N2 - Soft materials including polymers, micelles, gels and liquid crystals possess hierarchical structure with various length scales ranging from nanometer to micrometer. Thus, to give a better understanding of dynamics, it is necessary to examine the structure and physical properties at various length scales, and clarify the correlation between them. Recently, measurements of local rheological properties in soft materials have become possible with the advent of various techniques, called microrheology. In these techniques, rheological information can be accessed on the basis of the movement of probe particles dispersed in a sample to be measured. We have made an effort for time- and spatialresolved rheological measurements for soft materials, by using optical tweezers and particle tracking that fall under active and passive methods in microrheology, respectively. Such studies can provide information on a concentration fluctuation and a spatial heterogeneity in the systems. Notably, a worm-like micelle solution, a supramolecular hydrogel and lyotropic liquid crystals were spatially heterogeneous on the comparable or at a smaller length scale less than the characteristic length of network and interfacial structures, and on the time scale shorter than the relaxation time.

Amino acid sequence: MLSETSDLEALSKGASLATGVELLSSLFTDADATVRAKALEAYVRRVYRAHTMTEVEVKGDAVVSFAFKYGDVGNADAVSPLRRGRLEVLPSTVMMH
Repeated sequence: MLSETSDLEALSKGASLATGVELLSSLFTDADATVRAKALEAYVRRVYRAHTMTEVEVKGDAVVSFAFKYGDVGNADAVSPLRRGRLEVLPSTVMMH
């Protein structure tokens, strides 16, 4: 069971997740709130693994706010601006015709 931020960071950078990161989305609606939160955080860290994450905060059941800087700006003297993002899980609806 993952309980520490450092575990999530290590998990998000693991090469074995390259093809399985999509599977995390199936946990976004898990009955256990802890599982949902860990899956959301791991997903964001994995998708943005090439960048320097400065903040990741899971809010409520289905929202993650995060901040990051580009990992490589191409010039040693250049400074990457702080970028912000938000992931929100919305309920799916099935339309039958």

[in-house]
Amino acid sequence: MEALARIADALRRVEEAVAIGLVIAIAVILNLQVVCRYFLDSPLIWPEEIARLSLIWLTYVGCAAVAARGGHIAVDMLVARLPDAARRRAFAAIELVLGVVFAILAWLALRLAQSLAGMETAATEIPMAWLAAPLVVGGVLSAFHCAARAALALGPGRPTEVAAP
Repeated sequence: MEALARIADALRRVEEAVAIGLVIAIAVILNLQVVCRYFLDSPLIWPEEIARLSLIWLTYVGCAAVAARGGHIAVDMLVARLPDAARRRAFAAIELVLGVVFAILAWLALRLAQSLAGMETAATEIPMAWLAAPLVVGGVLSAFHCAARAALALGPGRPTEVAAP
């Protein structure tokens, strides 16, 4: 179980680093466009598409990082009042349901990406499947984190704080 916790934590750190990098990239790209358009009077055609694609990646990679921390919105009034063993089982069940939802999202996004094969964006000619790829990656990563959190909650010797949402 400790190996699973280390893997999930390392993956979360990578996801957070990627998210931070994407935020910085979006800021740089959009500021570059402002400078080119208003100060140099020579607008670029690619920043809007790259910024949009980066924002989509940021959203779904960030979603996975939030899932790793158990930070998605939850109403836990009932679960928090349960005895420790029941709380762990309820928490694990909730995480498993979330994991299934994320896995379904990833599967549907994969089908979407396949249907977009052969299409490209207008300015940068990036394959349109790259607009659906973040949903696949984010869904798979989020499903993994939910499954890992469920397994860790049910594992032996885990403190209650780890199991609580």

AB - Soft materials including polymers, micelles, gels and liquid crystals possess hierarchical structure with various length scales ranging from nanometer to micrometer. Thus, to give a better understanding of dynamics, it is necessary to examine the structure and physical properties at various length scales, and clarify the correlation between them. Recently, measurements of local rheological properties in soft materials have become possible with the advent of various techniques, called microrheology. In these techniques, rheological information can be accessed on the basis of the movement of probe particles dispersed in a sample to be measured. We have made an effort for time- and spatialresolved rheological measurements for soft materials, by using optical tweezers and particle tracking that fall under active and passive methods in microrheology, respectively. Such studies can provide information on a concentration fluctuation and a spatial heterogeneity in the systems. Notably, a worm-like micelle solution, a supramolecular hydrogel and lyotropic liquid crystals were spatially heterogeneous on the comparable or at a smaller length scale less than the characteristic length of network and interfacial structures, and on the time scale shorter than the relaxation time.

UR - http://www.scopus.com/inward/record.url?scp=85013223032&partnerID=8YFLogxK

UR - http://www.scopus.com/inward/citedby.url?scp=85013223032&partnerID=8YFLogxK

M3 - Article

AN - SCOPUS:85013223032

VL - 44

SP - 245

EP - 252

JO - Nihon Reoroji Gakkaishi

JF - Nihon Reoroji Gakkaishi

SN - 0387-1533

IS - 5

ER -